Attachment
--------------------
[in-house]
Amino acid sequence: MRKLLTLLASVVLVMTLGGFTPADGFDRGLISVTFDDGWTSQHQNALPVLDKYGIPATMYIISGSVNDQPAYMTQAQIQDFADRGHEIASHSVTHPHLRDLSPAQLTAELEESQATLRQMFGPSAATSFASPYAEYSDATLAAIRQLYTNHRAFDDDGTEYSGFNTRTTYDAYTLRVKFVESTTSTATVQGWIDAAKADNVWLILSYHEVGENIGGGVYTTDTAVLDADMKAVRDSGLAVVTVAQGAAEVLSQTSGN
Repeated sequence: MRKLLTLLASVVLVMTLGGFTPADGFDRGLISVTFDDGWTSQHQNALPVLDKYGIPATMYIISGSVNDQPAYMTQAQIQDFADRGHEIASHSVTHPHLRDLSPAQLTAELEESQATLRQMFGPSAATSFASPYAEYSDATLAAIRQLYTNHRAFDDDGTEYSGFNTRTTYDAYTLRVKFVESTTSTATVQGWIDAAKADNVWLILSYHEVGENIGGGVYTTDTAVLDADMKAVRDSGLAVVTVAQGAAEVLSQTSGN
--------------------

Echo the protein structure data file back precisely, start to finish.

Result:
[in-house]
Amino acid sequence: MRKLLTLLASVVLVMTLGGFTPADGFDRGLISVTFDDGWTSQHQNALPVLDKYGIPATMYIISGSVNDQPAYMTQAQIQDFADRGHEIASHSVTHPHLRDLSPAQLTAELEESQATLRQMFGPSAATSFASPYAEYSDATLAAIRQLYTNHRAFDDDGTEYSGFNTRTTYDAYTLRVKFVESTTSTATVQGWIDAAKADNVWLILSYHEVGENIGGGVYTTDTAVLDADMKAVRDSGLAVVTVAQGAAEVLSQTSGN
Repeated sequence: MRKLLTLLASVVLVMTLGGFTPADGFDRGLISVTFDDGWTSQHQNALPVLDKYGIPATMYIISGSVNDQPAYMTQAQIQDFADRGHEIASHSVTHPHLRDLSPAQLTAELEESQATLRQMFGPSAATSFASPYAEYSDATLAAIRQLYTNHRAFDDDGTEYSGFNTRTTYDAYTLRVKFVESTTSTATVQGWIDAAKADNVWLILSYHEVGENIGGGVYTTDTAVLDADMKAVRDSGLAVVTVAQGAAEVLSQTSGN